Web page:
5 Entertaining Tips Every French Woman Knows


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Jul 14, 2023

5 Entertaining Tips Every French Woman Knows

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Put out the fancy stuff, make happy hour your raison d’être, and more pointers from an ultra-stylish expat.

Parisians find joy in what they eat, where they go, and how they spend their time. It's their North Star. When they join with friends and family at a table, it's beautifully set with all the different pieces they have found, the better for enjoying long, multi-course meals when conversation might revolve around wine, travels, and history. Rarely do they talk about work.

As a Nigerian raised in Austin, Texas, I thought the best things in life were reserved for affluent people. I grew up thinking if you were lucky enough to have something special or fancy, you saved it and didn't dare use it. Since moving to France in 2011, I have come to realize that finding joy in my everyday life is a value I’ve always deeply desired. Joie has become my guiding principle, and these entertaining ideas are just a few ways I express it.

Apéro is a cherished way to gather that is no-fuss because it usually doesn't involve cooking. There are many ways to host your own apéro. Whether it is a spontaneous apéro or a planned apéro before dinner—at which point it gets late and…oops! "We need to roll this into dinner," aka apéro-dinatoire—here are a few suggestions for what to set out. Feel free to rotate new ideas in and out. Whatever you decide, keep it easy and beautiful.

Drink suggestions: Something light but on the sweeter side; kir (white wine with a drop or two of creme de cassis); a light, crisp white wine; champagne; or a Lillet on ice.

I don't like to be snobby about etiquette rules, especially if they might make a guest feel uncomfortable, but knowing how to properly cut cheese is a fun party trick.

ROUND: ­Cut these like a cake, into small triangles from the center out.

SQUARE & WEDGE: C­ut in lengthwise slivers, but don't ever slice the nose (aka the rind)!

ATYPICAL SHAPES LIKE HEARTS: Start in the middle and cake it up again.

PYRAMID SHAPES: C­ut these like a cake, too, into tall, narrow slices.

CHEESE IN A WOODEN BOX: These are usually heated, so scoop it up with cutlery.

Every day is worthy of "the good china" and all the other pretty pieces you buy. (And "the good china" can truly be a metaphor for anything you love.) You may have chosen them for their beauty or story and, therefore, they bring you joy. So, what are you waiting for? When you welcome someone to your table and share your treasures with them, you’re offering them a gift. Why buy antiques and special pieces only to lock them away in a dark cabinet? Whether you want to bring people together for memorable moments or you’re just enjoying a quiet dinner alone, these occasions are deserving of your best items and collections.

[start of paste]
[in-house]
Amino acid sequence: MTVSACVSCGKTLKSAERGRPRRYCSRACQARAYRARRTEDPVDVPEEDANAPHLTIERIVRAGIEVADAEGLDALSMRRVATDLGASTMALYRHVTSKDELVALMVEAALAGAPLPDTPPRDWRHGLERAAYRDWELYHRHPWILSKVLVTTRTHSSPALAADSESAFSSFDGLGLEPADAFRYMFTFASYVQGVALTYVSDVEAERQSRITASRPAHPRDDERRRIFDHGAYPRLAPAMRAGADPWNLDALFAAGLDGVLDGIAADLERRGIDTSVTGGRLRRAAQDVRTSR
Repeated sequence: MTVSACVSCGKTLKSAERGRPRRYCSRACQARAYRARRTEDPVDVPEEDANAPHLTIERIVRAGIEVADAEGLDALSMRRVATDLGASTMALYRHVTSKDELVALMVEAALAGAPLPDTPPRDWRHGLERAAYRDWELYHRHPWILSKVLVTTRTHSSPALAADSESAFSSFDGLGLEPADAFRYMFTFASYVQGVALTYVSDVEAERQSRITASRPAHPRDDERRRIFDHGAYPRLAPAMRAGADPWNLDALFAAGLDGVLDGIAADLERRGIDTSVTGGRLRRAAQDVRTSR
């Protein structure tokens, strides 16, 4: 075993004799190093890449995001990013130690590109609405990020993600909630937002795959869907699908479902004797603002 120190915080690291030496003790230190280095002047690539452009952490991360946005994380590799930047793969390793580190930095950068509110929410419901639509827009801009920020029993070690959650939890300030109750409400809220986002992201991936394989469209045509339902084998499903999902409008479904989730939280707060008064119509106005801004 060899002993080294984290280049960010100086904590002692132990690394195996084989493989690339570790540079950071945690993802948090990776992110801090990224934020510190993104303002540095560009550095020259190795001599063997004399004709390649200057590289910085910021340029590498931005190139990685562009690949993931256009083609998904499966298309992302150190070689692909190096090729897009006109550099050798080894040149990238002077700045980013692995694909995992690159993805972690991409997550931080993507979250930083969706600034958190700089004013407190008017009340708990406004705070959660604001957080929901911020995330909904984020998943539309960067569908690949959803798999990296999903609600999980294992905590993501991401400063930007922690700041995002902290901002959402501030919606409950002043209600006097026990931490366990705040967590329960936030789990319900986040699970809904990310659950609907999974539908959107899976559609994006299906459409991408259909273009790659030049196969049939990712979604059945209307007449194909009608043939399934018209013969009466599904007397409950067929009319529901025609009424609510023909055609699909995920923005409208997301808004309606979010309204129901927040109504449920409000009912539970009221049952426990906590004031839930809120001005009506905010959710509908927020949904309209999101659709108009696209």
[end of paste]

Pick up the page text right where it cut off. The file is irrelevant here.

In the early days of my living in France, most of the Parisian dinner parties I was invited to featured tables set with linens. I loved the way they felt: so light and soft. It didn't take long before I started using them, or tying napkins with twine or a ribbon to see how they changed the vibe. I know that some people are wary of the wrinkle factor. Personally, I find that it adds a nice texture to the table, but if you’re a purist (yet still want to avoid busting out the iron), here's a little secret I learned from a French grandmother:

1. Wash your linen, remove it from the washing machine, and use your hand to smooth out the wrinkles.

2. Fold it while still damp and set it aside for an hour, or overnight if you’re lazy like me!

3. Unfold it and hang it to dry if still damp.

4. If it is warm outside (or in your apartment) you can spray the tablecloth with a light spritz of water while it is hanging or on the table. Then run your hands over it to smooth the wrinkles, and watch your table cloth transform from wrinkly to wrinkle-free before your eyes.

Voilà! Your linen fabrics will be a little crisper and perfectly "ironed." For a softer look or feel, before you use them, toss them into the dryer with a damp cloth for 15 minutes. (This is my preferred method, because I like the textured vibe. It will give your table that romantic, "I just threw this together" look.)

I am not a professional florist or designer, but over the years I’ve discovered unique and less conventional ways to play with, and display, flowers. First tip: Start buying the foliage, fillers, and strange-looking buds. You don't need to break the bank; c­heap and cheerful go a long way. The more you experiment and play, the better you’ll get and the more personality your arrangements will have. Try new flowers, repeat old ones, dry them out, work with only a single color and foliage, or even just a single flower—the world is your Tradescantia spathacea (oyster plant). Also, you don't have to stick to traditional vases. Here are a few other vessels I use quite often:

• Little antique apothecary or oil jars for small bouquets.

• Water pitchers and cans for casual arrangements.

• Silver chalices or champagne buckets for short stems and big blooms.

Joie Copyright © 2023 Ajiri Aki. Photograph copyright © 2023 by Jessica Antola. Published by Clarkson Potter, an imprint of Random House.

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